The Yiddish Book Center's

Wexler Oral History Project

A growing collection of in-depth interviews with people of all ages and backgrounds, whose stories about the legacy and changing nature of Yiddish language and culture offer a rich and complex chronicle of Jewish identity.

Esther Feder Lesell's Oral History

Esther Feder Lesell, Holocaust survivor who immigrated to the USA in 1950, was interviewed by Jessica Parker on August 26, 2014 at the Yiddish Book Center in Amherst, Massachusetts. Esther was born in Poland to a Yiddish-speaking family. She says the war began for her family in 1932 when her grandfather was killed in a pogrom. During the war, her family took a train to a displaced persons camp in Kiev, where her brother and father were taken to the army. In 1948, her mother immigrated to Israel, and Esther left for America. With little English, she and her husband settled in Newark, New Jersey. Although she found a community in an Orthodox synagogue, it was difficult to trust others. Esther describes her life in Poland as terrible. She doesn't remember any education but suspects she attended Hebrew school. Esther recalls hiding in a closet and spending time in an orphanage while in Russia. Her family was religious in Poland but were not after the war. Although they kept kosher and admired people who were religious, they did not trust them or take any charity. YIVO provided transport to a German DP camp, which Esther describes as much better than the Russian one. There her friends kept an eye on one another. She says there was very little cultural life in the camp but recalls many services for the sick. Esther describes getting married in the camp at eighteen years old. When Esther's father passed, she went to the funeral in Israel; she did not feel anything, describing him as a stranger. He had a family in Russia and lived a comfortable life. She says life would have been easier to have his love. She doesn't forgive him but credits him with helping the family escape from Lvov. In the United States, Esther felt free and proud of her survival. She wanted her children to be born in America to have the opportunity of receiving an education and having a happy life. She worked part-time because she did not want a babysitter. Esther and her husband bought their first home in Lakewood, New Jersey, close to retirement. She maintains Orthodox traditions while trying to fit in. It brings her happiness that her children practice Judaism and have a Yiddish and Hebrew education. Esther gave her grandchildren scarves as a sign of acceptance, something she did not feel from her father. She is proud to identify as a yidish tokher, Jewish daughter, and advises future generations to keep with Jewish traditions.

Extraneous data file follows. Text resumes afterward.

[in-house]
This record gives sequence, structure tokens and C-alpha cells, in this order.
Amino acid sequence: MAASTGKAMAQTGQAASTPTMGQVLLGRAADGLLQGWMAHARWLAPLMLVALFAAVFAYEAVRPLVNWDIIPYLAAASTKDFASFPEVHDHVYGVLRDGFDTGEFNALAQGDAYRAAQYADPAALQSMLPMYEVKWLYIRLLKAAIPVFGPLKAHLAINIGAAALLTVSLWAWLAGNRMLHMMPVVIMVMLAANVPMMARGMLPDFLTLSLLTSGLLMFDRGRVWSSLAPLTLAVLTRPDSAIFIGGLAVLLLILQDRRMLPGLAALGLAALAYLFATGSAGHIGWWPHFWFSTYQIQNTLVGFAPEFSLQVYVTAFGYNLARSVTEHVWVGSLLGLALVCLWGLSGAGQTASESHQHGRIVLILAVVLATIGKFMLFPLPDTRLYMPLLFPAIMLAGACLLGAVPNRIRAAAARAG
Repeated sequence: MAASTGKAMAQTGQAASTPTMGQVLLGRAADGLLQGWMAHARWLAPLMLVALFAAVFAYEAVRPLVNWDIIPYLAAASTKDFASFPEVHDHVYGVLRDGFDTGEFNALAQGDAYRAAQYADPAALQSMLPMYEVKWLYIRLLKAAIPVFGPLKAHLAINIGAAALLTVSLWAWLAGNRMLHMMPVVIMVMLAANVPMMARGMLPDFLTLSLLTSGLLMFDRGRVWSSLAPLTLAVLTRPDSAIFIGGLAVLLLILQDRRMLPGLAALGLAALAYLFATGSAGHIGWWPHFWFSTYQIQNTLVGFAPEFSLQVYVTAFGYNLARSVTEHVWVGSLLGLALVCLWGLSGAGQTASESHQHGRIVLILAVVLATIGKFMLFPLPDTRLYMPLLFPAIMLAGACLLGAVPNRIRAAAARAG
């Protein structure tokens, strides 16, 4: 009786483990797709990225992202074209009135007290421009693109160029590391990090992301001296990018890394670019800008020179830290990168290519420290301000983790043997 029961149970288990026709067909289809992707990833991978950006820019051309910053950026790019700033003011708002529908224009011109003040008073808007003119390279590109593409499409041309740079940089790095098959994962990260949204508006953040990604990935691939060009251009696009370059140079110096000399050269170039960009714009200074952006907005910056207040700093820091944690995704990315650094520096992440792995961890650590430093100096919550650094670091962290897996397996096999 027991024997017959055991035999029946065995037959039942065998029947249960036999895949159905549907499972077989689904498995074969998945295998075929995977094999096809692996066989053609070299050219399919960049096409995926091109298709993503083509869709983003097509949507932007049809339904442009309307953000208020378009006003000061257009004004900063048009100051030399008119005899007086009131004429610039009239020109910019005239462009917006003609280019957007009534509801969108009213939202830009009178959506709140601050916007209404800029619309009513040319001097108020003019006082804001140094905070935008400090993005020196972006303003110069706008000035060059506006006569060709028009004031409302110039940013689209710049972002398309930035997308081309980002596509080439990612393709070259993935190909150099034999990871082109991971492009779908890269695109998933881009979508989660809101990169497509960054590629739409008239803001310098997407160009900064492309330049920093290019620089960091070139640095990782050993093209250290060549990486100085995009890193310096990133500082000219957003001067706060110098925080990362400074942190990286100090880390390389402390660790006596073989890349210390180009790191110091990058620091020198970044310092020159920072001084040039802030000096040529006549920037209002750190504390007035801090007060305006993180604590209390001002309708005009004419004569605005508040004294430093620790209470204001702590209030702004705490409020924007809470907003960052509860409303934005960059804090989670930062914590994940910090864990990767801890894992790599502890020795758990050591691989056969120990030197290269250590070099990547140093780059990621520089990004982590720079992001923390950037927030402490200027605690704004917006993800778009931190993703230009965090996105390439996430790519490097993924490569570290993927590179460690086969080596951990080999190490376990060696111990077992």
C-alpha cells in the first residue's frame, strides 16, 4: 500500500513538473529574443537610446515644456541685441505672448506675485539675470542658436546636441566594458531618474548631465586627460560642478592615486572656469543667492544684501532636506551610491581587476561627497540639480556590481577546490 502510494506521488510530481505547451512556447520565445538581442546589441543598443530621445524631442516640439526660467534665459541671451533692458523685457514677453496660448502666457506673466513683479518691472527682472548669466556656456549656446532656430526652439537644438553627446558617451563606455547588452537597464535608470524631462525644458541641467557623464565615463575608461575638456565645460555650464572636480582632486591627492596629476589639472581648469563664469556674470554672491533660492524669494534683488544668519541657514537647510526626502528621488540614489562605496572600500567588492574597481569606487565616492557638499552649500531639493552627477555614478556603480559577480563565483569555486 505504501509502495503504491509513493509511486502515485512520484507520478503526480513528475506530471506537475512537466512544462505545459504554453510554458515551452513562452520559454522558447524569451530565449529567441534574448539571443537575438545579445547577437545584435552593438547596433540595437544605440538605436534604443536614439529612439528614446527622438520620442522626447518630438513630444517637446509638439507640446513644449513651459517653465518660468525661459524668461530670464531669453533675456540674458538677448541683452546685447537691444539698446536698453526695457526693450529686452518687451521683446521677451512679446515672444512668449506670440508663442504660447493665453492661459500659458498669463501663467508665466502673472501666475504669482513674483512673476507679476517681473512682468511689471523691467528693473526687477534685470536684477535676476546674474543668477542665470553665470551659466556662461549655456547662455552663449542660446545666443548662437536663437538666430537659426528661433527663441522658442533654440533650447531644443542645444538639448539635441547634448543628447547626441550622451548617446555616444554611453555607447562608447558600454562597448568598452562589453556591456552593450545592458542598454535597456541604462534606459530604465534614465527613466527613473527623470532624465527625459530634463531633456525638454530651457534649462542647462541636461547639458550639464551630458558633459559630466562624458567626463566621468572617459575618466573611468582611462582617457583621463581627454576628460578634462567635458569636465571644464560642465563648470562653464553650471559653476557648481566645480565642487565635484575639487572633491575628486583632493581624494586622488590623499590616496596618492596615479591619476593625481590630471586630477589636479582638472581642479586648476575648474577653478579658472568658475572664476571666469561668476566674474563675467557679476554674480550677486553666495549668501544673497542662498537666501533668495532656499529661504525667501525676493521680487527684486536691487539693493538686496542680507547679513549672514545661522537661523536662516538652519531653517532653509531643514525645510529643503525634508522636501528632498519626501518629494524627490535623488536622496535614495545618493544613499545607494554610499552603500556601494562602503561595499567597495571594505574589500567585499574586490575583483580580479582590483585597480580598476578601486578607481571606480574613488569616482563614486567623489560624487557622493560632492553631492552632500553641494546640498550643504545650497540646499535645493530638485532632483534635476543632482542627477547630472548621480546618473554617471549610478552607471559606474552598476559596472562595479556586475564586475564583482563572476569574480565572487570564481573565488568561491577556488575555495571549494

This interview was conducted in English.

Esther Feder Lesell was born in Europe (Russia, Poland, or Germany) in 1930.